Published November 26, 2015
The following statement was issued Nov. 20 by Catholic Charities Atlanta about its work with refugees and concern for safety of the public and resettlement.
ATLANTA—The recent events in Paris remind us how important it is to be vigilant in screening those who are allowed into our country.
Catholic Charities Atlanta (CCA) is concerned about the safety and legitimacy of those being placed in our communities. CCA is a grantee agency that receives refugees from many parts of the world, including the Middle East. We do this important work in answer to the Gospel call to welcome the stranger and care for the vulnerable.
It is important for us to reassure those in our communities that anyone resettled in Georgia has come through the U.S. Refugee Admissions Program after extensive security checks and background screenings. This is not a fast process but one that can take months and even years to complete. If the Department of Homeland Security cannot approve someone for resettlement, then they are not allowed entry into the United States.
Catholic Charities Atlanta agrees with the position of the U.S. Conference of Catholic Bishops: “We urge public officials to avoid reactions that politicize the events in Paris, and to avoid misplaced blame that creates an atmosphere of fear. Instead, we urge public officials to stand in solidarity with Syrian refugees, who are themselves the victims of ISIS.”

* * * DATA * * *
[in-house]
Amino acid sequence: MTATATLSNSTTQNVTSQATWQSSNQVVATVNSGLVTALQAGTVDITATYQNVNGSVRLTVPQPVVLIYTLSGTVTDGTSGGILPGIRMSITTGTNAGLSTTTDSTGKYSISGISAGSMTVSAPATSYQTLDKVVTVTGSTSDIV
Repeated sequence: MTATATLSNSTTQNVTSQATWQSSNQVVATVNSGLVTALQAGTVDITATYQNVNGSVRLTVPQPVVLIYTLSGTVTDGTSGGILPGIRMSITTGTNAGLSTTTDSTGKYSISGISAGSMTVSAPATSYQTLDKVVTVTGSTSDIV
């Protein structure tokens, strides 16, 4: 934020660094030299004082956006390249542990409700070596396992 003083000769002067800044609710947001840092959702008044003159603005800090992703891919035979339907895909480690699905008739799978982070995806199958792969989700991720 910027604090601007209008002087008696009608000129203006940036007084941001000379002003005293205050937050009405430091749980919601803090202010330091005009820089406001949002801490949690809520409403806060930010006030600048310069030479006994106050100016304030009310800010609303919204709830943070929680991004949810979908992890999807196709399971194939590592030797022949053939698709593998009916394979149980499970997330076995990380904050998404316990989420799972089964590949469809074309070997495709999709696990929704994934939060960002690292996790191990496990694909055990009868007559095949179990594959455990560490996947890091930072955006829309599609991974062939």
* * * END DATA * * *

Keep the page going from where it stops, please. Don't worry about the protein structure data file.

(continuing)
How do refugees come to the United States?
- Refugee resettlement is administered by the United States Federal Government. The State Department along with the Department of Homeland Security, the Federal Bureau of Investigation and national intelligence agencies are responsible for carefully vetting refugees, an intensive process that can take up to 24 months. Refugees are approved by the State Department before being assigned to a Catholic Charities agency.
- According to CWS, Inc. (Church World Service), “refugees are the single most scrutinized and vetted individuals to travel to the United States, undergoing more than seven security checks by intelligence agencies, including biometric tests, medical screenings and in-person interviews with Department of Homeland Security officials.”
- More information on the government’s rigorous screening process can be found here: http://www.migrationpolicy.org/research/ten-facts-about-us-refugee-resettlement.
What is Catholic Charities’ role in resettling refugees?
- Catholic Charities does not fund the migration of refugees to the United States. Catholic Charities funds are used to provide food, shelter and other essential services to support those in need once they have passed a rigorous screening process and have been assigned to a Catholic Charities agency by the USCCB’s Office of Migration and Refugee Services (MRS).
- Catholic Charities offers services to people of all faiths who are resettled in the United States. Catholic Charities agencies have been providing services to refugees and immigrants for more than 100 years. In 2014, Catholic Charities agencies nationwide helped nearly 70,000 individuals move toward self-sufficiency. Catholic Charities Atlanta has resettled 301 refugees thus far in 2015.